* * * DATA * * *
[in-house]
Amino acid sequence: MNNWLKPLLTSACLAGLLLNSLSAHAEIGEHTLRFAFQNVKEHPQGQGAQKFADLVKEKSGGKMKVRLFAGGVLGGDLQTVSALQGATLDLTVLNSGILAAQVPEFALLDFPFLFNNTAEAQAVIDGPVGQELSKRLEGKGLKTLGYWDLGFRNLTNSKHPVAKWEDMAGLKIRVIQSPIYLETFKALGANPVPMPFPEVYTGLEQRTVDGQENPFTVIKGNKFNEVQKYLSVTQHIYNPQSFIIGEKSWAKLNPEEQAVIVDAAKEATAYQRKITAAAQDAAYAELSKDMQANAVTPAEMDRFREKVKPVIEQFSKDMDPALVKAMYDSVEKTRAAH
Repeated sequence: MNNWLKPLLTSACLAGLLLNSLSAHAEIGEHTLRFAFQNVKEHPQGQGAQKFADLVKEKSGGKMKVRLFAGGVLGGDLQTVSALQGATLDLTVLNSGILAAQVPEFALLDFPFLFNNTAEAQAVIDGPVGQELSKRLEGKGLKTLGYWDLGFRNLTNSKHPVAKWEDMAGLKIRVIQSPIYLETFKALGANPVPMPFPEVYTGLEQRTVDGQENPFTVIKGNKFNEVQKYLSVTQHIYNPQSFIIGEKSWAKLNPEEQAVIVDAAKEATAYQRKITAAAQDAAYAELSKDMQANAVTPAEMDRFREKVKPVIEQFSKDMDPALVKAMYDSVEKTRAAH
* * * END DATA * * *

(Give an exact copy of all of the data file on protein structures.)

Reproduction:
[in-house]
Amino acid sequence: MNNWLKPLLTSACLAGLLLNSLSAHAEIGEHTLRFAFQNVKEHPQGQGAQKFADLVKEKSGGKMKVRLFAGGVLGGDLQTVSALQGATLDLTVLNSGILAAQVPEFALLDFPFLFNNTAEAQAVIDGPVGQELSKRLEGKGLKTLGYWDLGFRNLTNSKHPVAKWEDMAGLKIRVIQSPIYLETFKALGANPVPMPFPEVYTGLEQRTVDGQENPFTVIKGNKFNEVQKYLSVTQHIYNPQSFIIGEKSWAKLNPEEQAVIVDAAKEATAYQRKITAAAQDAAYAELSKDMQANAVTPAEMDRFREKVKPVIEQFSKDMDPALVKAMYDSVEKTRAAH
Repeated sequence: MNNWLKPLLTSACLAGLLLNSLSAHAEIGEHTLRFAFQNVKEHPQGQGAQKFADLVKEKSGGKMKVRLFAGGVLGGDLQTVSALQGATLDLTVLNSGILAAQVPEFALLDFPFLFNNTAEAQAVIDGPVGQELSKRLEGKGLKTLGYWDLGFRNLTNSKHPVAKWEDMAGLKIRVIQSPIYLETFKALGANPVPMPFPEVYTGLEQRTVDGQENPFTVIKGNKFNEVQKYLSVTQHIYNPQSFIIGEKSWAKLNPEEQAVIVDAAKEATAYQRKITAAAQDAAYAELSKDMQANAVTPAEMDRFREKVKPVIEQFSKDMDPALVKAMYDSVEKTRAAH